7. The Gift of Gab: The Sequel

Have you ever dealt with a sales person who chats about everything and avoids beginning the sales process? Building rapport is always necessary and desirable in establishing long-term business relationships. Too often, the professional person does not know when to stop this early step and move to the next step in the process.

8. Definite Maybe

Too many professionals prefer “maybe” rather than getting to “no”. Prospects are constantly ending the engagement with the ever prevalent “think-it-over” response. Salespeople who "buy" this do so for three major reasons. First, the salesperson's unconscious buying pattern leads him to accept this indecision, even to sympathize with the prospect. Two, it is easier to bring back the message to a sales manager or partner that the prospect might use the company’s services sometime in the future, rather than saying that this prospect is not a candidate for your services. After all, wasn’t it the professional person’s responsibility to go out and get the prospect to say “yes”? Finally, hearing “no” a lot can produce feelings of personal rejection on the part of the professional person.

9. Panhandling the Project

Salespeople see themselves as beggars rather than doctors. It's a real problem when professional people don’t view their time with a prospect as being spent conducting an interview to see if the prospect qualifies to do business with their company. All too often the “prospect” becomes “suspect;” the salesperson expects to be snubbed anyway. The relationship never gets to a more qualified level of prospective client or client. Professional people find themselves hoping, wishing, and even begging for an opportunity to show their expertise with the false hope that a sale can be consummated (remember unpaid consulting!). This is unlike the physician who examines the patient thoroughly before making a recommendation. A doctor uses various instruments to conduct an examination of the patient. A professional person doesn't panhandle the prospect, but rather views questions as the equivalent to the doctor’s tools when conducting his or her examination of the client.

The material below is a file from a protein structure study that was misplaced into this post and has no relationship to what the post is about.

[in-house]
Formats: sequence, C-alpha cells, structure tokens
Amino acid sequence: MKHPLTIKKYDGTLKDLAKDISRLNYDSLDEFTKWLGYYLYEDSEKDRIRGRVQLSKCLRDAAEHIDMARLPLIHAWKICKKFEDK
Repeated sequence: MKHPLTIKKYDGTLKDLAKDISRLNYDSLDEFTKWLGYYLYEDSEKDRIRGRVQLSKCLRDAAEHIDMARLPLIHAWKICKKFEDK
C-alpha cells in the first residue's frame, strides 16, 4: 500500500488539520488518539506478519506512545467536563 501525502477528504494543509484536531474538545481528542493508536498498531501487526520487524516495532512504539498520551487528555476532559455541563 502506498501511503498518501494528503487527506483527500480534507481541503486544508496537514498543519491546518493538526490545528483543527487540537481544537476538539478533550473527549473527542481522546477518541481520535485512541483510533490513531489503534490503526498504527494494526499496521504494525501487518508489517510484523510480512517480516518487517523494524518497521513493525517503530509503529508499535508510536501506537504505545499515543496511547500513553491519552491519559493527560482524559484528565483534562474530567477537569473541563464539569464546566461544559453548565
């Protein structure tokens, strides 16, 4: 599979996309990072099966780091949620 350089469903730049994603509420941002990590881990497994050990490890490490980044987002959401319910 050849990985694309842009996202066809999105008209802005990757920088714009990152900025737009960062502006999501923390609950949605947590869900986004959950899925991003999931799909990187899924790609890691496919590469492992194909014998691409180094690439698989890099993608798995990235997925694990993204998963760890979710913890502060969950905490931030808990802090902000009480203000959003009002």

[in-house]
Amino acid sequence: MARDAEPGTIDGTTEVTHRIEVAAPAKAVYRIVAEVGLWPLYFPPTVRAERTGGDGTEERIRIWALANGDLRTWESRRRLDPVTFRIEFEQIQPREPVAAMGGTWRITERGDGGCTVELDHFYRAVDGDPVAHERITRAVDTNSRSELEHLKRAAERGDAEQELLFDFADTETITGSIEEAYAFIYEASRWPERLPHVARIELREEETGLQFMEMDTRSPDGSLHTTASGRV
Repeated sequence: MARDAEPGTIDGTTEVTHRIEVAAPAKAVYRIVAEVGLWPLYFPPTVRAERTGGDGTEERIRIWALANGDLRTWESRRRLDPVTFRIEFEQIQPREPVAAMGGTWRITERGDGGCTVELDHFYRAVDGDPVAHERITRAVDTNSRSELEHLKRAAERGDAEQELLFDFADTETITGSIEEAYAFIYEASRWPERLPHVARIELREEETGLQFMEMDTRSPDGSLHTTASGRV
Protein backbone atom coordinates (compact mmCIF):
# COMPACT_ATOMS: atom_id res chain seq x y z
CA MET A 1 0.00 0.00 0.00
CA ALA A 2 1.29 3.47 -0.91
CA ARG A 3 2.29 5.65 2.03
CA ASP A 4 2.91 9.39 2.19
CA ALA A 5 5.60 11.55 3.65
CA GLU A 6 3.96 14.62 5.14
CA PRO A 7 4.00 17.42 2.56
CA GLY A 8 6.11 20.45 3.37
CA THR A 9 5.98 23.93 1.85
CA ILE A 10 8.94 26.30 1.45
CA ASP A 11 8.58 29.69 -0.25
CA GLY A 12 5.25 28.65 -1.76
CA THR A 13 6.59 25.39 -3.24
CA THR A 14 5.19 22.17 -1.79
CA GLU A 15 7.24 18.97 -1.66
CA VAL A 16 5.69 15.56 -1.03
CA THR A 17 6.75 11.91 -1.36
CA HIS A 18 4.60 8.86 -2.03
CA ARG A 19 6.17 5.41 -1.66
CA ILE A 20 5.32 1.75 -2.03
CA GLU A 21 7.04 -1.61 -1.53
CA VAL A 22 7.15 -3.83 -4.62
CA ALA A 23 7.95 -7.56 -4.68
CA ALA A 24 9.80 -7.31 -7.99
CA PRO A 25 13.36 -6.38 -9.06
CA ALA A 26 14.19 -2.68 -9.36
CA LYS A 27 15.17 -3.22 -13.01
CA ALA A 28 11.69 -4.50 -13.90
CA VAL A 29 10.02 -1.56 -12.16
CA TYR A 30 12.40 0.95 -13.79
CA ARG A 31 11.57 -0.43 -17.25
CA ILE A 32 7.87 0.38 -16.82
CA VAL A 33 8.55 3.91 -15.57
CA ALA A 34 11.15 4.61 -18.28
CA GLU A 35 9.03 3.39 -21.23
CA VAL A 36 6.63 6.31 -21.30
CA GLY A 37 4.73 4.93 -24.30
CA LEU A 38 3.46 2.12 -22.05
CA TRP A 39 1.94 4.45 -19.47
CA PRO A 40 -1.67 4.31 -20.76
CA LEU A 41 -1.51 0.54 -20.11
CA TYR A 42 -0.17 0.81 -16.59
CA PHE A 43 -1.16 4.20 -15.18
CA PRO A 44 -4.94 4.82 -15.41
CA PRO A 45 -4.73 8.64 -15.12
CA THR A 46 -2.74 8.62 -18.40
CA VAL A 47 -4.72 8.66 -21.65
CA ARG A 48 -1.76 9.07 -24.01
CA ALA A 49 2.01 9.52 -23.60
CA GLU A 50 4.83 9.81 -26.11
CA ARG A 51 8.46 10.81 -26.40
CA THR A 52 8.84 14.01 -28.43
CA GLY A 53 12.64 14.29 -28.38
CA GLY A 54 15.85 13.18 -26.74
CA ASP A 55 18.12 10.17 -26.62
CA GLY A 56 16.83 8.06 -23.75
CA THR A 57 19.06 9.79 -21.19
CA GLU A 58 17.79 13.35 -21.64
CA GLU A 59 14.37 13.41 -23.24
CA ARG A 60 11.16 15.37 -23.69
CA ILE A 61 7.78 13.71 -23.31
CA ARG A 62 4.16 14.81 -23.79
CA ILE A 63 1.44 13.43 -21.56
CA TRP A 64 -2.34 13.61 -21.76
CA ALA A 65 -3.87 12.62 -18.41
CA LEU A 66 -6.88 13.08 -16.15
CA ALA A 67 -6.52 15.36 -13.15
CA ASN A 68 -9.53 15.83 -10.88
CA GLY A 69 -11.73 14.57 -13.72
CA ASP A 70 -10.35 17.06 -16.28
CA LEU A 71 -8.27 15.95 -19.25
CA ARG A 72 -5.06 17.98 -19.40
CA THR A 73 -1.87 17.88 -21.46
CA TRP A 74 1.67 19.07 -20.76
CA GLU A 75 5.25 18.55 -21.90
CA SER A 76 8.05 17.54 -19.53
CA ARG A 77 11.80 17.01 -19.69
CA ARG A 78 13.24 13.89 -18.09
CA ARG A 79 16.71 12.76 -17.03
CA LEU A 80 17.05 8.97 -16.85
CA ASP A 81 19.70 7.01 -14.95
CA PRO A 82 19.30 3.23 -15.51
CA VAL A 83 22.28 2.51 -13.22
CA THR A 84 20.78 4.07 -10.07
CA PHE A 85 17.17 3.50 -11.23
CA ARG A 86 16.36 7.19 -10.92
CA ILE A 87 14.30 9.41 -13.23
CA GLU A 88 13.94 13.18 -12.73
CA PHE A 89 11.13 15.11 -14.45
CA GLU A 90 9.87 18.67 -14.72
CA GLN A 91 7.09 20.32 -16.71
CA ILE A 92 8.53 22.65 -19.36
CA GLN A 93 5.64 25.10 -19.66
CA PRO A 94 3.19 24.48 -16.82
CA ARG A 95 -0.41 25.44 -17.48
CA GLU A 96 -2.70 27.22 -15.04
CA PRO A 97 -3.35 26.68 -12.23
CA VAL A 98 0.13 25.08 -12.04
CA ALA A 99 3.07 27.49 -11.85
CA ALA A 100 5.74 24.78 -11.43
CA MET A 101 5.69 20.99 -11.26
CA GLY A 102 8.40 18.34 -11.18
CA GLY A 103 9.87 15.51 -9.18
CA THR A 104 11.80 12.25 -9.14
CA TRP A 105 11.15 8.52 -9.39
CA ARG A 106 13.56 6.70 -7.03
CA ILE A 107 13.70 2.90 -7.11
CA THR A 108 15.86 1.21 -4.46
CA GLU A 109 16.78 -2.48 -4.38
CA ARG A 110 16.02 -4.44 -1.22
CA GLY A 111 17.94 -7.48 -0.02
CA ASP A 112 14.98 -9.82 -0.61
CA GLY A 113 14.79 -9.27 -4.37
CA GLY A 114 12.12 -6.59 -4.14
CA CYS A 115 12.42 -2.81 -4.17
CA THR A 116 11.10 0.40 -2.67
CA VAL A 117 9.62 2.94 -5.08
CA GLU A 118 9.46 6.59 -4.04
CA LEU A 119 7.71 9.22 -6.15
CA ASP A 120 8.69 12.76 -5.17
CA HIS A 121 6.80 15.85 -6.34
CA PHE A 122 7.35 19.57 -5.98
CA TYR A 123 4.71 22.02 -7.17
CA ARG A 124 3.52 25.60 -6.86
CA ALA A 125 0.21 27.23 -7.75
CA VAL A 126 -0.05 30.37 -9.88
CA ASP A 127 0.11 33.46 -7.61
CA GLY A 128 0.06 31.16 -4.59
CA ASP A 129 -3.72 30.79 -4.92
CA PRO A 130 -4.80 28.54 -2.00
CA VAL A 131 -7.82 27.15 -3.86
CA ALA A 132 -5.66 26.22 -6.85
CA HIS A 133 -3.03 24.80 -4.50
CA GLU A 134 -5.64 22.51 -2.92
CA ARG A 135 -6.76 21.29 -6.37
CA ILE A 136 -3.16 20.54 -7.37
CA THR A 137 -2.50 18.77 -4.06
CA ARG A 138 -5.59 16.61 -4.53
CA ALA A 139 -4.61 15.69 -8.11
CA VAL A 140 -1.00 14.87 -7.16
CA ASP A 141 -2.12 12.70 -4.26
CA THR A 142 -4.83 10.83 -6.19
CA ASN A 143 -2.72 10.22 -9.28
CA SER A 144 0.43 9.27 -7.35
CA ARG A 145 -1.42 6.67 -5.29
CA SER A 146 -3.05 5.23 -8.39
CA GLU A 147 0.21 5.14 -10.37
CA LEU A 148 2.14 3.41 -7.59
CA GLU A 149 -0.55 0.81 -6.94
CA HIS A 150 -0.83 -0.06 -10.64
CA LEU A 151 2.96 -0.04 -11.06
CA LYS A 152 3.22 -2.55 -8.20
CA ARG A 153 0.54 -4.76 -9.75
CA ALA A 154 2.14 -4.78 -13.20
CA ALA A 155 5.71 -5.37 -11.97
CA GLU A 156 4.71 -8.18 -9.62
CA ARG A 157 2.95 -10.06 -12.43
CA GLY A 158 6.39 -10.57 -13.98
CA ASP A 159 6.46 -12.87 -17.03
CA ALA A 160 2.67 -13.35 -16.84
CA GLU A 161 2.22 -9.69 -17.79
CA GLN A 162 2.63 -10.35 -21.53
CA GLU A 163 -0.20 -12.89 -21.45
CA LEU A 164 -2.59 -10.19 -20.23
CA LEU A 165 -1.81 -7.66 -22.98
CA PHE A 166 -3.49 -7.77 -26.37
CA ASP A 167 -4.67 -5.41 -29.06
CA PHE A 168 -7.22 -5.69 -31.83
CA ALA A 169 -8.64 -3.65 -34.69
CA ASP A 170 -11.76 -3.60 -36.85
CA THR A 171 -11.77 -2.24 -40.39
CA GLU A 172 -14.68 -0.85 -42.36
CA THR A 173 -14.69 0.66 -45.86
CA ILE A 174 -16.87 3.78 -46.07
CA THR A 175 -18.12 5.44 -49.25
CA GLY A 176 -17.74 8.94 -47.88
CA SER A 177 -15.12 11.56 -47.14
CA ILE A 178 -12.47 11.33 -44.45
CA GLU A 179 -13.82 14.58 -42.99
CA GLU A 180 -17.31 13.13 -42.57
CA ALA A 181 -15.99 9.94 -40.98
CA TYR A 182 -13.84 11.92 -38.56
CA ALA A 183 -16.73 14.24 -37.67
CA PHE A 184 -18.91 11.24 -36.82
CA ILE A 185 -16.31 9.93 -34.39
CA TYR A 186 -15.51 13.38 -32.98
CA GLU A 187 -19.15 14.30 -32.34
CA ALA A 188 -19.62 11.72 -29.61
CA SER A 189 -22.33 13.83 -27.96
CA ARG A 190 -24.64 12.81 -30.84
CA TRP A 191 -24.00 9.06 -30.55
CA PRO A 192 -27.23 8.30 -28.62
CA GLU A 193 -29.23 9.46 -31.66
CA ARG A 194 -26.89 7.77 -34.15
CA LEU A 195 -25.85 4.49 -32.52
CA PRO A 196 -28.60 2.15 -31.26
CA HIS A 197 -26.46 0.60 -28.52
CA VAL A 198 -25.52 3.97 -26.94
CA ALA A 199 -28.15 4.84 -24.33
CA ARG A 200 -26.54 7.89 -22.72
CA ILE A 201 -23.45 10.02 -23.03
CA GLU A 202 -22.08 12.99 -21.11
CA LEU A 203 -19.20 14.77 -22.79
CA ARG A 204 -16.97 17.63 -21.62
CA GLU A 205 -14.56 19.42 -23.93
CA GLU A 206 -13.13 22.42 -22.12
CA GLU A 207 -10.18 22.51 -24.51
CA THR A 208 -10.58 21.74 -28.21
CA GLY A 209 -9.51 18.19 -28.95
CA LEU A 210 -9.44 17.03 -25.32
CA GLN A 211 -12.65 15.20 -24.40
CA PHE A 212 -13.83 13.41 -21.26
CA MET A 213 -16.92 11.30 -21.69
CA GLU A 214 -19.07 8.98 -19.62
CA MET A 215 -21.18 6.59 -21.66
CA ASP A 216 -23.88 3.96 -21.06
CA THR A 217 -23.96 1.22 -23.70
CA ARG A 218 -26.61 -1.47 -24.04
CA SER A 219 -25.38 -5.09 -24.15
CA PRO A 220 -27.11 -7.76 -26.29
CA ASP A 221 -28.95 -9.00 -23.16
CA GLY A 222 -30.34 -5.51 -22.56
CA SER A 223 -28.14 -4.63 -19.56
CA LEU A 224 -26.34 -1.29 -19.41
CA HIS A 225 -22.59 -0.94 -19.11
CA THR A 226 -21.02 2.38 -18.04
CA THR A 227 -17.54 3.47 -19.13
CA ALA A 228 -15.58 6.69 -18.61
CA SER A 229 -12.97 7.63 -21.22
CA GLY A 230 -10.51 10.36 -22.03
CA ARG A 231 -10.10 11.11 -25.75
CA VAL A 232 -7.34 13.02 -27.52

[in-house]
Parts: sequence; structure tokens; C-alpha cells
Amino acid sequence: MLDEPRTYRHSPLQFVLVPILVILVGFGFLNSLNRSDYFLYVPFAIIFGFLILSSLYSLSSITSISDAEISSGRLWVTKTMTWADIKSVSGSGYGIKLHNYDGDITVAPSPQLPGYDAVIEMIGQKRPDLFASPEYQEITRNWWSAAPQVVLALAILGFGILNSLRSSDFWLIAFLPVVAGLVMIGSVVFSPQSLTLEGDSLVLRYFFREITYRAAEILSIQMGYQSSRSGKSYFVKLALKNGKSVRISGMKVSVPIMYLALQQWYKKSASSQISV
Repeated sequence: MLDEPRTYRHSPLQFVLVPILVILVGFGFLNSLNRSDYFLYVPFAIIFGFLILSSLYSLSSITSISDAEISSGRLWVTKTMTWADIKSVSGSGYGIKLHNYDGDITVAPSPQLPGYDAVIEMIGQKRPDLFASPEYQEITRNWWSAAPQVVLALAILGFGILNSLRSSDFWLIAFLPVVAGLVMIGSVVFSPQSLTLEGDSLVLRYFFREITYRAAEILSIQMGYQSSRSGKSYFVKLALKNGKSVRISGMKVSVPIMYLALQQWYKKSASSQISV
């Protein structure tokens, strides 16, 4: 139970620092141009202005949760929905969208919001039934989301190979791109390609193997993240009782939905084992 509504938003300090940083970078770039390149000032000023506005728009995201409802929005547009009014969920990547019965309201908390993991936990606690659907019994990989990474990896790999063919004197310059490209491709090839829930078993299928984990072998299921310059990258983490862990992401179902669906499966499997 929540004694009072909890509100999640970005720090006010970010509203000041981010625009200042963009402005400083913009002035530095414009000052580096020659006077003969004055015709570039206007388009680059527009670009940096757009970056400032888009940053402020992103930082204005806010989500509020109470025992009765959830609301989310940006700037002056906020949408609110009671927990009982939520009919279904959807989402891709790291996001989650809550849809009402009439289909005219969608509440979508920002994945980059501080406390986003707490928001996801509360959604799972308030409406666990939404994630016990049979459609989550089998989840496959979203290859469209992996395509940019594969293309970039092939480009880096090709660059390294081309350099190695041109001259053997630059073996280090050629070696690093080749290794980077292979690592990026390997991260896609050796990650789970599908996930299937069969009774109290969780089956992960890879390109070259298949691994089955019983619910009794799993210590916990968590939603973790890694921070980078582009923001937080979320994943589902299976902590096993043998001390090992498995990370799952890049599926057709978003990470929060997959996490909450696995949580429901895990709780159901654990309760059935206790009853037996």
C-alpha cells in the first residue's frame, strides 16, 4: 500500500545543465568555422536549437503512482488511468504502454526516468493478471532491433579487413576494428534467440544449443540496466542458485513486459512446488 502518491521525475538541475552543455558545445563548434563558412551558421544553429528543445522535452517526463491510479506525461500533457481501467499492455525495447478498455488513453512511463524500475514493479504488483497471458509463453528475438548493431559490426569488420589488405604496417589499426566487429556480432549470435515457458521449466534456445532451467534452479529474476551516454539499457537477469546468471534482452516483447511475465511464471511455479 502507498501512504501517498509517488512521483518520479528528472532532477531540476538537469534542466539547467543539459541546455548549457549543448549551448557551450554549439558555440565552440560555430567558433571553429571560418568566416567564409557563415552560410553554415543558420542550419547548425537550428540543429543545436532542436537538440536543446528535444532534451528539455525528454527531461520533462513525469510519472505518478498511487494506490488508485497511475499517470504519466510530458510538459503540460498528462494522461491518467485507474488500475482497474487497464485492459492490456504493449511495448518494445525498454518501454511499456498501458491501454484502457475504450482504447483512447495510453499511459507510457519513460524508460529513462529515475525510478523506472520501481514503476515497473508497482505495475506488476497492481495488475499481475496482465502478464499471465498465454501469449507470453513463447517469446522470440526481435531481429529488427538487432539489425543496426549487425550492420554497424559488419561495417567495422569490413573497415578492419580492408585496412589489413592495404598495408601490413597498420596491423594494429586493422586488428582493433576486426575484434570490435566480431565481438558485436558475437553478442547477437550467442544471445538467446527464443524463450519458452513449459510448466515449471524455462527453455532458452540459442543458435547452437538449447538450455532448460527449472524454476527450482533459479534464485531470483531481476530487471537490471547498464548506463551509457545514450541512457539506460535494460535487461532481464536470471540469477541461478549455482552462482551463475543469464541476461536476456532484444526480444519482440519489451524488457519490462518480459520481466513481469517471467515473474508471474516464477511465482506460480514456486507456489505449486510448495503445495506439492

10. System, No Sale

Selling without a systematic approach is simply sad. Professional people undermine themselves by ad-libbing or “going with the flow” all too often. In trying to make a sale, they allow the prospect to control the selling process. The result is the salesperson leaves the sales interview without knowing where he or she stands. They don’t know where they’ve been or what the next step is in the sales engagement. A specific systematic sequence that establishes steps to take through the selling dynamic is vital to the professional person’s success in acquiring new clients and obtaining more business from existing clients.

11. Gemini Gestures

What happens when a prospective client is faced with professional people who look, act and sound alike in a multiple selection process? How might the prospect make a decision in that situation? By whom has the lowest cost? By personality? A random process? In order to outsell the competition and avoid losing prospective and current clients, the professional person needs to develop an approach to selling the services that differentiate him or her from the competition. Don't be one of the "twins." Let your cookie-cutter competitors clutter and confuse your prospects field of vision. One effective way of doing this is by developing a questioning strategy looking for the prospect’s “pain”, not by performing the traditional “features-and-benefits” circus presentation that often ends up wasting everyone’s precious time. “Pain” is the underlying emotional reason why people buy anything. They are trying to move away from “pain” whether they are looking for a new vendor or need a new application for an assembly problem or need a better designed business form. Start by alleviating your prospects first aggravation: the identity crisis among competing salespeople.


Copyright Sandler Training